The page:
What do you value, beloved reader? Family and friends? Property and possessions? Prestige in your community and faith circle? Long life and good health? You would think from reading about Job all those things would be yours . . . . if you were blessed by the Lord. But this is where the story of Job goes off track for me. Job become humble and contrite, and was rewarded with many things. I have known of people who were just as humble and contrite as Job, more so perhaps. Or were humble and contrite towards God from the very beginning, and did not receive as many “blessings.”

It is an interesting situations with those who are truly humble and contrite; they are grateful for what ever is in their life. They don’t need to riches brought to them, or possessions bestowed on them. They are content with what they have, and know their worth in their community and faith circle. Maybe Job was a completely new man, and I am just being unduly cynical concerning Job.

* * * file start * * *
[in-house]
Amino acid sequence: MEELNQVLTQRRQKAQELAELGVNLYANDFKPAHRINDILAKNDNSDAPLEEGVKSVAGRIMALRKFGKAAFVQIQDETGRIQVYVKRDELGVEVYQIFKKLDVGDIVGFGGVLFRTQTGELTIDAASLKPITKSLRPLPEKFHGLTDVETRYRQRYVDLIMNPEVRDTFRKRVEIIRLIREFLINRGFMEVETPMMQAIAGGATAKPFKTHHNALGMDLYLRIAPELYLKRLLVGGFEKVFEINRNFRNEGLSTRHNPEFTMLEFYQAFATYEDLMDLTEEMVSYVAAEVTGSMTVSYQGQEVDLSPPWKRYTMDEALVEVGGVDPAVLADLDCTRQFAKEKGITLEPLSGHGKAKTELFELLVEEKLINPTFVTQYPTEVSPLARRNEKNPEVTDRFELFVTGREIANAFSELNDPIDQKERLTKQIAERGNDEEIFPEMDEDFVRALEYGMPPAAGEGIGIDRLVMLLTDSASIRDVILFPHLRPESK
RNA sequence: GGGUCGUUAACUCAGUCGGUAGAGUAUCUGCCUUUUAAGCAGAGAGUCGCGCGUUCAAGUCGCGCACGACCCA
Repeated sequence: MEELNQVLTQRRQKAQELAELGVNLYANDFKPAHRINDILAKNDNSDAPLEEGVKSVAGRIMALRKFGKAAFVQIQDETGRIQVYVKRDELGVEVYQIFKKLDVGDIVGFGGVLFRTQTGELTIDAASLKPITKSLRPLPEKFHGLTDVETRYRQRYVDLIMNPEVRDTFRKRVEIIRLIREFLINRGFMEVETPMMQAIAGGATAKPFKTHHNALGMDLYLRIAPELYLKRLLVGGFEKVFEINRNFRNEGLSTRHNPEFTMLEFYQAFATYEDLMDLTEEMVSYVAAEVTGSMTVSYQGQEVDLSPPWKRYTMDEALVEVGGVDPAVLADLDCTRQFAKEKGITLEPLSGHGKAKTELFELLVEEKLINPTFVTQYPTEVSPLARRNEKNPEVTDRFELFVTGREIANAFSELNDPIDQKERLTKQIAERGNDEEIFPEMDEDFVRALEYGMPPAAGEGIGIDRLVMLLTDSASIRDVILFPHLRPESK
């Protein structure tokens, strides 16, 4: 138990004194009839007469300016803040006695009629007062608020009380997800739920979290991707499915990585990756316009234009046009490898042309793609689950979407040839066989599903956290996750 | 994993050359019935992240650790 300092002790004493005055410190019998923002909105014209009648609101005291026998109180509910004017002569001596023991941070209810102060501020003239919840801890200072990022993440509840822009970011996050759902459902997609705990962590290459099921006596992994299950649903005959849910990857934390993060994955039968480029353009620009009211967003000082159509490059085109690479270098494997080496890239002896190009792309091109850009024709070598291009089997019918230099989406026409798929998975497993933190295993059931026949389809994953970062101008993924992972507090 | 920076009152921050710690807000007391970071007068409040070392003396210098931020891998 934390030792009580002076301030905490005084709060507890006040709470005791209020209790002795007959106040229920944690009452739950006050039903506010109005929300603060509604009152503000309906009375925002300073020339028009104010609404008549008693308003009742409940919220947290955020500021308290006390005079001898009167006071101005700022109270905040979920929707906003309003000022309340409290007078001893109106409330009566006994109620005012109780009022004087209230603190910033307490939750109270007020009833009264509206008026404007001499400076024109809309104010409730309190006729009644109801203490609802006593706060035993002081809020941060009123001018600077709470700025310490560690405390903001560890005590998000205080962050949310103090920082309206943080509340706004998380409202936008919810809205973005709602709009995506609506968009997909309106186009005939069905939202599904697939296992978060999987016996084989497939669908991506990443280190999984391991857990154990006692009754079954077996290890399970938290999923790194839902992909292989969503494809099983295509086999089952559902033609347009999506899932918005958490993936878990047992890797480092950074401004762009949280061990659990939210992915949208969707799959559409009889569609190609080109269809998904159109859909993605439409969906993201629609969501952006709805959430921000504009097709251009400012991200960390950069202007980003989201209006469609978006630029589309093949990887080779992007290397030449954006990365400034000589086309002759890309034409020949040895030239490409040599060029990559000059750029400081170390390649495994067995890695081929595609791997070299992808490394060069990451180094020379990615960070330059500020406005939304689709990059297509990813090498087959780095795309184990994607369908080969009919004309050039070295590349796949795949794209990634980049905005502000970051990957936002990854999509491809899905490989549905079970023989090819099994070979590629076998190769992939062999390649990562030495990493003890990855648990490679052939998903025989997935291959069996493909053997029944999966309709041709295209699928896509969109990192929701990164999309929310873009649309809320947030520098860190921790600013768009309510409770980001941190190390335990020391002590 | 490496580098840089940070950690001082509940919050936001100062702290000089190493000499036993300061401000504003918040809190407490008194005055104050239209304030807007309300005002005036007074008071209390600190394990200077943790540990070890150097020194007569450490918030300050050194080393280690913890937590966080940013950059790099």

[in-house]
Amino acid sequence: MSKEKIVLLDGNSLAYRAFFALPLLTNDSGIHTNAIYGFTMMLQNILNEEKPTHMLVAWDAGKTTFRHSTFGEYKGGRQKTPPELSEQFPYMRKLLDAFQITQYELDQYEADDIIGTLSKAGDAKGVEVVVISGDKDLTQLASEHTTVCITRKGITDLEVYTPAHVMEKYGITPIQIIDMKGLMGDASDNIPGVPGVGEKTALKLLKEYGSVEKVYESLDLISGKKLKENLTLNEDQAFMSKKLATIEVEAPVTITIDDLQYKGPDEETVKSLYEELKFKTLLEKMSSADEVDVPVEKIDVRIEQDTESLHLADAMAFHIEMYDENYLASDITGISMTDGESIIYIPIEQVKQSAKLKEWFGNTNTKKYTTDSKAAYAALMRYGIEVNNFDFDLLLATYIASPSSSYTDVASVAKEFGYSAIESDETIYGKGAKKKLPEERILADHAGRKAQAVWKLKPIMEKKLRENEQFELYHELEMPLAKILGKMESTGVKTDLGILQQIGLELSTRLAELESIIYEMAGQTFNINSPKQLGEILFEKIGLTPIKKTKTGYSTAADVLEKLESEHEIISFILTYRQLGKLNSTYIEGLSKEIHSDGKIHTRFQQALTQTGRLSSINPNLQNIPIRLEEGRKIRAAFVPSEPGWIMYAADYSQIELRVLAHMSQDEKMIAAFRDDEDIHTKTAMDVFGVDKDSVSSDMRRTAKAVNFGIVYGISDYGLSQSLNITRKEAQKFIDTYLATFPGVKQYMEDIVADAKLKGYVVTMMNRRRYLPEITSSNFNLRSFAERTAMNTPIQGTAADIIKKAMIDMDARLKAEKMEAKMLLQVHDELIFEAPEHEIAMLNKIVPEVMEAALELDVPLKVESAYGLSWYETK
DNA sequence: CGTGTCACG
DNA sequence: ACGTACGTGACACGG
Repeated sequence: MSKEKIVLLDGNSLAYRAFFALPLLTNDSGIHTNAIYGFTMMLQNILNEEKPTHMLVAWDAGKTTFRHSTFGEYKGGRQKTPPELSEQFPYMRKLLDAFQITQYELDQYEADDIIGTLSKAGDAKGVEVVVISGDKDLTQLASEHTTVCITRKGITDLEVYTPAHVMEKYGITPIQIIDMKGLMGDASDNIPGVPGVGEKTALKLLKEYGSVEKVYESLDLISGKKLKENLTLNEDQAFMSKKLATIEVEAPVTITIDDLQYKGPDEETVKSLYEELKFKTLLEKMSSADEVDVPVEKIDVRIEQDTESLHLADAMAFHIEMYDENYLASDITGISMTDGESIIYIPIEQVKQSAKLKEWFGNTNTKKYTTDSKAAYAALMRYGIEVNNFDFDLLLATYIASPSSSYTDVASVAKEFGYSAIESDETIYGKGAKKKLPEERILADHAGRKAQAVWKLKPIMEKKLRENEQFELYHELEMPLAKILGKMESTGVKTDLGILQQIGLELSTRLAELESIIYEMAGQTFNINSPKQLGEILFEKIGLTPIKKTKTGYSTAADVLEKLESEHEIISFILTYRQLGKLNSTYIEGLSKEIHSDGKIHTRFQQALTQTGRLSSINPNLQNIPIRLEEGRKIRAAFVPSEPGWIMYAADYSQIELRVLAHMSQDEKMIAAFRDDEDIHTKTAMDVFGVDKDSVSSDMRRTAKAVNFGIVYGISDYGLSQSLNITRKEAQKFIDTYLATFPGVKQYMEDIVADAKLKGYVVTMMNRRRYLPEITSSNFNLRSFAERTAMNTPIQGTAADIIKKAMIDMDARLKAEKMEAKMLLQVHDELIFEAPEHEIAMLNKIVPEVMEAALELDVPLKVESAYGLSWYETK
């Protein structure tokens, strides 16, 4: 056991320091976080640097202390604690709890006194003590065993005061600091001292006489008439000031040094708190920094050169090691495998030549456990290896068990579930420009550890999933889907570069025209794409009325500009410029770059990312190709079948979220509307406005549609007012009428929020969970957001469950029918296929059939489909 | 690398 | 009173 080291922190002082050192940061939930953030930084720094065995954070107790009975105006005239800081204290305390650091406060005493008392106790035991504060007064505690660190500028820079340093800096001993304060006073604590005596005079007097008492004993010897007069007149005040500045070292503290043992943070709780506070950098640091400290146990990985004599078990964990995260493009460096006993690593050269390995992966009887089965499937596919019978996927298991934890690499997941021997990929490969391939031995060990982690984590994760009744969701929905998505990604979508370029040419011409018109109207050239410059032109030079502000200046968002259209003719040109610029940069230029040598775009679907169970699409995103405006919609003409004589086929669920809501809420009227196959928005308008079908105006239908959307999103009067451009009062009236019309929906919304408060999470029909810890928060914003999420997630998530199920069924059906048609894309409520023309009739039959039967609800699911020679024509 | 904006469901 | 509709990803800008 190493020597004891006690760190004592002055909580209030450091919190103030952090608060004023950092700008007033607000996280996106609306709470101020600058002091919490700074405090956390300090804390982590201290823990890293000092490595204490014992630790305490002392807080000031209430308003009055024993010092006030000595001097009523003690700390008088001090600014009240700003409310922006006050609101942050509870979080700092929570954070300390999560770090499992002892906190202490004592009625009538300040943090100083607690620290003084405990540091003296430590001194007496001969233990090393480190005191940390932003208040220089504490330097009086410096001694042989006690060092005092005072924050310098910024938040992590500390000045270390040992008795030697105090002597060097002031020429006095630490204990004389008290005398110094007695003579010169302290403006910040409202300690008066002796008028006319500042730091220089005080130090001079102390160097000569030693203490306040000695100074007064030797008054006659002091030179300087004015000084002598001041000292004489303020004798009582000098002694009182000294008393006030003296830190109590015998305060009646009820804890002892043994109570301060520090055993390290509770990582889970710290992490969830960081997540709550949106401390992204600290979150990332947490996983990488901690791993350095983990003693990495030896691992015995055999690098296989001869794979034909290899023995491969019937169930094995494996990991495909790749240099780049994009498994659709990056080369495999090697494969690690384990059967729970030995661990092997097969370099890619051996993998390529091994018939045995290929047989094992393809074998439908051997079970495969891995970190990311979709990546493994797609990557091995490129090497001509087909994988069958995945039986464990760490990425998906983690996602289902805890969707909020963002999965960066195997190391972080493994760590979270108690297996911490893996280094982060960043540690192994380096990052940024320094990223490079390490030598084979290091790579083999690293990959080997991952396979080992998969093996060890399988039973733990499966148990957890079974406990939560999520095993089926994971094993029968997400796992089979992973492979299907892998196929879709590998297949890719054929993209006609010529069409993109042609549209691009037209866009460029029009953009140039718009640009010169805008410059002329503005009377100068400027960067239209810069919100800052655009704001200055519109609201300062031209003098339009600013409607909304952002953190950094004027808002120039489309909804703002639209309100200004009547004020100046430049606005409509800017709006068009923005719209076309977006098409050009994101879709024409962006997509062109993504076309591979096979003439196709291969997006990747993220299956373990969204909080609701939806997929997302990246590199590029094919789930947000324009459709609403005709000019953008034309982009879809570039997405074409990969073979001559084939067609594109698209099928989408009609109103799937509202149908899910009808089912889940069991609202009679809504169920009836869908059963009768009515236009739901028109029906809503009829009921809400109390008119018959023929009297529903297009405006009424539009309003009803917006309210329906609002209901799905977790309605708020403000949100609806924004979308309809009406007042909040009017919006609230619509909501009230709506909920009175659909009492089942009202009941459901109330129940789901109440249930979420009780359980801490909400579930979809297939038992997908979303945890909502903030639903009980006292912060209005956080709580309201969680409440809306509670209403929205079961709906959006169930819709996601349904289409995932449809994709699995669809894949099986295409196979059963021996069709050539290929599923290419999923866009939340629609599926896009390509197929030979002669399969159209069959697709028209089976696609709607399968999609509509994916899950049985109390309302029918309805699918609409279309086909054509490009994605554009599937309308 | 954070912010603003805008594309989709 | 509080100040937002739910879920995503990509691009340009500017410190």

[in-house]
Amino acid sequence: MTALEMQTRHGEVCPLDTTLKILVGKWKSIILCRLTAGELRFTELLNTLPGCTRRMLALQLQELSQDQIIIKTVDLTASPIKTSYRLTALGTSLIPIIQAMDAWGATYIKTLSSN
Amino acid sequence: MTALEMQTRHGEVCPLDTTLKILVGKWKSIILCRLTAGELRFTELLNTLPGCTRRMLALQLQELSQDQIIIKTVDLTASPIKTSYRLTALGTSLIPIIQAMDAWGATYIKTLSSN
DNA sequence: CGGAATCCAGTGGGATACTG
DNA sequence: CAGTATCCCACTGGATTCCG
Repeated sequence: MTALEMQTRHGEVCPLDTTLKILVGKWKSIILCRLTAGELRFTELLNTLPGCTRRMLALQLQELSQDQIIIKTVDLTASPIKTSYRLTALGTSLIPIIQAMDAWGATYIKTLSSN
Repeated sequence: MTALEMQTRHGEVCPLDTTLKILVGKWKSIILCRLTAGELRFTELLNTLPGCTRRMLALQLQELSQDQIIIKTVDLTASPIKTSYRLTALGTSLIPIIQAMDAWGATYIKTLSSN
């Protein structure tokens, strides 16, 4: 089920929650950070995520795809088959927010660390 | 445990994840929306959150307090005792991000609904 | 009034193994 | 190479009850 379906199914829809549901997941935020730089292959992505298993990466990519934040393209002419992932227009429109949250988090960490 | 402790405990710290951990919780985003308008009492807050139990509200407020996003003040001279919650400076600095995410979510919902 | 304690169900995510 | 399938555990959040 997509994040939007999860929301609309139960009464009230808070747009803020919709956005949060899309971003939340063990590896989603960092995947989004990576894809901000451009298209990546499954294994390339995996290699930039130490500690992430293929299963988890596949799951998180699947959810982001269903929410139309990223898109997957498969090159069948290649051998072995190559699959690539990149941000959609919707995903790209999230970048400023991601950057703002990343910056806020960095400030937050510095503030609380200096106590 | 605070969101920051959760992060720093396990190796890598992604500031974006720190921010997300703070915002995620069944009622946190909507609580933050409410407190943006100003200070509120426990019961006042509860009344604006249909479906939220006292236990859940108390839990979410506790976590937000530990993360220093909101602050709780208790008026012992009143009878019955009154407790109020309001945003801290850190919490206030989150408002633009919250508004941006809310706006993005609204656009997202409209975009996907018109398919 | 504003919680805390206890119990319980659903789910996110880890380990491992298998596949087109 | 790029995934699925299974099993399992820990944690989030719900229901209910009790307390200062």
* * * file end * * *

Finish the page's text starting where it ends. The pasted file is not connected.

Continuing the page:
I want to be clear, beloved reader, that being in close and abiding relationship with God is not a guarantee of “worldly” good fortune. Being in close and abiding relationship with God is its own reward. And I encourage you to that; we are in the year of renewal and recommitment to God. And the story of Job fits well into that theme.

May the Lord God who desires relationship with us above all things walk closely with you day to day. Selah!

Season After Pentecost – The Lord speaks to Job, and we listen in. (The Old Testament Passage)

Then the Lord answered Job out of the whirlwind:
Who is this that darkens counsel by words without knowledge?
Gird up your loins like a man, I will question you, and you shall declare to me.

Where were you when I laid the foundation of the earth? Tell me, if you have understanding.
Who determined its measurements—surely you know! Or who stretched the line upon it?
On what were its bases sunk, or who laid its cornerstone when the morning stars sang together
and all the heavenly beings shouted for joy?” (Job 38:1-7)

To be questioned by the Lord is not an easy thing to withstand. I do not speak entirely from experience because I cannot remember a time that I challenged God as Job did. But that is not to say I have not had the Lord correct me and redirect me.